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$2 million roundabout in the future?

Mattawa Area News of Mattawa, Washington

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Department of Transportation officials were in Mattawa last week to discuss with locals the proposed changes to the corner of State Route 243 and Road 24 SW.

Kirk Berg, the Washington State Department of Transportation Assistant Regional Administrator for Engineering in the Wenatchee office, discussed what may be happening on the highway.

So far $3.2 million has been allocated for the improvement project, but the preferred option cost an estimated $5 million. That was the grade separation with a roadway going over the top of 243. The next thing on the table was a roundabout and at a $2 million cost, that is what is being considered as the next option.

Berg explained that a roundabout historically provides free movement of traffic at lower speeds.

"Drivers can make a right turn, a left turn, go through or even make a U turn," he said. "State and nationwide, roundabouts reduce the number of crashes tremendously," he said. "There are benefits all the way around."

One of the main factors of a roundabout is reducing traffic before vehicles get to the section. Berg said that signs and warnings would be installed on 243 bringing the speed down to possibly 35 miles an hour coming up to the proposed roundabout.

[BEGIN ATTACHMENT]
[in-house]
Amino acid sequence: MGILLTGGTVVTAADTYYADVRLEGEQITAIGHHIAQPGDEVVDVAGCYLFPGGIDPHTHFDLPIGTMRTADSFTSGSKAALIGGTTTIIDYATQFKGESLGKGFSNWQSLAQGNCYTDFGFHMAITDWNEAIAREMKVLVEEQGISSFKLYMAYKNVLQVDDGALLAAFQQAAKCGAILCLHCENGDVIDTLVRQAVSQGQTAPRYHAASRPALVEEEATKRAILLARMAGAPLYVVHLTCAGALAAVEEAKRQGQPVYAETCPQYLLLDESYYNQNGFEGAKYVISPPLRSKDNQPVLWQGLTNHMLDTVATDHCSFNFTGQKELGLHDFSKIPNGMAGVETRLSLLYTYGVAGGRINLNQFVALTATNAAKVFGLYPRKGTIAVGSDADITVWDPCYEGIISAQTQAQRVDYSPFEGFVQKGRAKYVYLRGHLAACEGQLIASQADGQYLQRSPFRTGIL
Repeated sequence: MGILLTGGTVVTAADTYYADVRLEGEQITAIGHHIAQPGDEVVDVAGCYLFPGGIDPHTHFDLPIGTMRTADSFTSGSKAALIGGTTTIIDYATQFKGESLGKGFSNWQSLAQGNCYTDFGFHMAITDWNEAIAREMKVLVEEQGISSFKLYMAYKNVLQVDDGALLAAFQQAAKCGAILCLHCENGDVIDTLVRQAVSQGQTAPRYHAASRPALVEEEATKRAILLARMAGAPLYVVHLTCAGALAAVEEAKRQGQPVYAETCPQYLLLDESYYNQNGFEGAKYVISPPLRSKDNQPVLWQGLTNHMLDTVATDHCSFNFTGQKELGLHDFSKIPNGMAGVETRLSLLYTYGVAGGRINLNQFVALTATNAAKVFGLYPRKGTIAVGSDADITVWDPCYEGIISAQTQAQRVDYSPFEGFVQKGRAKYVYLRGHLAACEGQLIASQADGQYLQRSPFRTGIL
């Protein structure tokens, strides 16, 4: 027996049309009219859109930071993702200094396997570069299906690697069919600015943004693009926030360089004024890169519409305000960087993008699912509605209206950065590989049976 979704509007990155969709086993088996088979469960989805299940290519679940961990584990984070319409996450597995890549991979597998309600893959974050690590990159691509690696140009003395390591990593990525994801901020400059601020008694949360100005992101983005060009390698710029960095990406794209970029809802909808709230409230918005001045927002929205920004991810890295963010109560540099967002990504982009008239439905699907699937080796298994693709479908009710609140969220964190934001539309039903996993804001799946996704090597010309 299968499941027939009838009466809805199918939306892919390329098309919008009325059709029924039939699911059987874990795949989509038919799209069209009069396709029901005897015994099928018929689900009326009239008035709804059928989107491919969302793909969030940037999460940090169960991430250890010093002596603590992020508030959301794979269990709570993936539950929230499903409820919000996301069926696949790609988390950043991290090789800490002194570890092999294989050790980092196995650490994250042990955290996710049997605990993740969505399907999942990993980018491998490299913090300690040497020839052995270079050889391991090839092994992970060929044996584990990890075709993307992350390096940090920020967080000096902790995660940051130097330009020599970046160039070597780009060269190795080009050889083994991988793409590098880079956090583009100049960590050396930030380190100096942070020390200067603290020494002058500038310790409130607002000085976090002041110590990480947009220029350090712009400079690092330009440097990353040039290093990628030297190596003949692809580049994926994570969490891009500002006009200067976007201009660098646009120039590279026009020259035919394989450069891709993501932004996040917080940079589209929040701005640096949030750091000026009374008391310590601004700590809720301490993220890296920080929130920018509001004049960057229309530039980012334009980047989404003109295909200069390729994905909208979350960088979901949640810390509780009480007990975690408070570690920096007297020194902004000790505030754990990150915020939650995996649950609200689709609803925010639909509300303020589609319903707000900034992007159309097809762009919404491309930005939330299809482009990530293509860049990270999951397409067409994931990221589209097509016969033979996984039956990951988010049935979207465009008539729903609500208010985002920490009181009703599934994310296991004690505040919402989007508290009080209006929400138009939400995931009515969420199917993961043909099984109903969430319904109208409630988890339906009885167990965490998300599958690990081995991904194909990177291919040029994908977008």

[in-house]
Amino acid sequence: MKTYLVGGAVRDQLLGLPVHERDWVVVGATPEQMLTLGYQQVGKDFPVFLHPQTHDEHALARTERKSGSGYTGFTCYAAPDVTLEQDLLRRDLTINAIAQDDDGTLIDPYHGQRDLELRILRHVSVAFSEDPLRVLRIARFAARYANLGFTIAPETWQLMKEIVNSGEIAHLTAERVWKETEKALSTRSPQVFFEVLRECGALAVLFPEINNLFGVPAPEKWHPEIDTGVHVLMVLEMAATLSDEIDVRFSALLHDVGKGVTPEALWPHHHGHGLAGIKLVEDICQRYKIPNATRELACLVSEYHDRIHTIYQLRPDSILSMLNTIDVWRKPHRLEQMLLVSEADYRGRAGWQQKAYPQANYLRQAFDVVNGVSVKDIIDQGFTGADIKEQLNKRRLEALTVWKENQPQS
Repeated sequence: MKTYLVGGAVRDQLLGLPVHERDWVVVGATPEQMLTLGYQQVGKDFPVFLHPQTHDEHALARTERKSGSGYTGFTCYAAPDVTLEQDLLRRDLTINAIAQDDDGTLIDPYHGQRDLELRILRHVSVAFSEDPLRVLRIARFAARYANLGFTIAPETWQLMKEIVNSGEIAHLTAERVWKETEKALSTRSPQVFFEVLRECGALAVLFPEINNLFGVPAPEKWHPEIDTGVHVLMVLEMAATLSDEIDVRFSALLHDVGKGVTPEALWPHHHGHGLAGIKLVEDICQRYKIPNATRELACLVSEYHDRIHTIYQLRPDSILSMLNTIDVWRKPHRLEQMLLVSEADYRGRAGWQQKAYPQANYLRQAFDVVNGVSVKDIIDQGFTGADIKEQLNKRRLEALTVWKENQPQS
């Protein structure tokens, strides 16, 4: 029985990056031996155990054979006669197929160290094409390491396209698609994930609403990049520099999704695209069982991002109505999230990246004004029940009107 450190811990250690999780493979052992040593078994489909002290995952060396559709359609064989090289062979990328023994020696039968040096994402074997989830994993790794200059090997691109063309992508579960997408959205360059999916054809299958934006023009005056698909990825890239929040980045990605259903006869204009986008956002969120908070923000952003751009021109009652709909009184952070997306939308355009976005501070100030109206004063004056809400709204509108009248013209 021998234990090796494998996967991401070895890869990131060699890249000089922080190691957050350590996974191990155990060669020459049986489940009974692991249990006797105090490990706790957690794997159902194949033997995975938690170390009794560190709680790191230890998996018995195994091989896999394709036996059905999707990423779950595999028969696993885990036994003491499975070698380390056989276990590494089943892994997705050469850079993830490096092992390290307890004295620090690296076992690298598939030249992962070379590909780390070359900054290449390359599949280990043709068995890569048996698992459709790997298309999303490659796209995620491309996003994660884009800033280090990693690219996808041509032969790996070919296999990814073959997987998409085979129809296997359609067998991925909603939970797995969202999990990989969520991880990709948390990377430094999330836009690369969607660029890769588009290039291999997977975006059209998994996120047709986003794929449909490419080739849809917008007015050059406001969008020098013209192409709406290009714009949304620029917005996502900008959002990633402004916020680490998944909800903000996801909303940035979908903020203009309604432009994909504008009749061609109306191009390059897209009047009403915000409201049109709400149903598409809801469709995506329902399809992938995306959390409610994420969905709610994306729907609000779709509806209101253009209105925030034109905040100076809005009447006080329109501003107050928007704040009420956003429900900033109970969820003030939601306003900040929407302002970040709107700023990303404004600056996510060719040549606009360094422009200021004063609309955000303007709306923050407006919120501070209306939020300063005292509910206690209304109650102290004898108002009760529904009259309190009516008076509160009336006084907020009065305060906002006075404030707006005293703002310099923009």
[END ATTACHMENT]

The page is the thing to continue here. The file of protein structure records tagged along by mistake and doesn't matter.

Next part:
At the meeting, representatives of Eckenberg Farms, Inc. explained that trucks in the area are often longer than a standard semi-truck so they might have problems with the traffic plan. Berg said they would be measuring local trucks and then engineer plans that would accommodate increased lengths.

Bob Eckenberg, President of Eckenberg Farms, Inc. said he has plenty of concerns about the roundabout proposal.

He believes the best fix for the corner would be the separated roadway, which is currently out of budget.

"I am very concerned about traffic going into this roundabout and heading up or coming down the Mattawa hill. This looks to be an issue, for anyone, especially school buses and trucks, which are the back bone of the agricultural community," said Eckenberg.

The six percent grade is an issue in the winter, he said, because of ice on the hill. "How will this work with the roundabout?" he asked.

He believes it is vital that any remaining funds be used in the highway corridor to slow vehicles down and warn people of the upcoming roundabout.

Can you imagine coming through the area at 60 miles an hour and finding a 150 feet roundabout in the middle of the highway, he said.

As for a timeline, Berg said that the DOT is just now working on the options, but he hopes to have construction started by late 2013 or early 2014.

Several things have to happen first including right-of-ways purchased and input on what other improvements locals would like to see on the highway corridor.

Berg explained that he is working with the Port, City of Mattawa and Grant County to get support and ideas of where the extra $1.2 million can be used on local highway improvements.

Original Publication Date: January 18, 2012

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